courtship

[kawrt-ship, kohrt-]
noun
1.
the wooing of one person by another.
2.
the period during which such wooing takes place.
3.
solicitation of favors, applause, etc.
4.
Ethology. behavior in animals that occurs before and during mating, often including elaborate displays.
5.
Obsolete. courtly behavior; courtesy; gallantry.

Origin:
1580–90; court + -ship

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Based on the Random House Dictionary, © Random House, Inc. 2014.
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World English Dictionary
courtship (ˈkɔːtʃɪp)
 
n
1.  the act, period, or art of seeking the love of someone with intent to marry
2.  the seeking or soliciting of favours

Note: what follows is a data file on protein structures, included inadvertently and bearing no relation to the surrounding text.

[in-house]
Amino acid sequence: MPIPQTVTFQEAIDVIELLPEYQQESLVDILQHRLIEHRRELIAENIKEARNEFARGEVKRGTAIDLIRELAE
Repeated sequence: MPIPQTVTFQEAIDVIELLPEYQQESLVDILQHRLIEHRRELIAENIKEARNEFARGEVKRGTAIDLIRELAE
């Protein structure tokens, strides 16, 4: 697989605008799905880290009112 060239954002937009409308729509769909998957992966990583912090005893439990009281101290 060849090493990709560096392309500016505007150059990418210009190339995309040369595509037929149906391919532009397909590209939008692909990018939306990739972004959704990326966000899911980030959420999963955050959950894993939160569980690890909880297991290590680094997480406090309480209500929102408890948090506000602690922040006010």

3.  obsolete courtly behaviour

Collins English Dictionary - Complete & Unabridged 10th Edition
2009 © William Collins Sons & Co. Ltd. 1979, 1986 © HarperCollins
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Etymonline
Word Origin & History

courtship
1580, "behavior of a courtier," from court + -ship. Meaning "paying court to a woman with intention of marriage" is from 1590s.
Online Etymology Dictionary, © 2010 Douglas Harper
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Example sentences
The couple's courtship followed a common course among members of their
  generation.
Researching and writing your dissertation is, in effect, the courtship period
  of your professional.
Belmont will appear this morning to tell her story of the hasty courtship and
  wedding.
When it comes to courtship and mating, it's all a matter of biology, the
  experts say.
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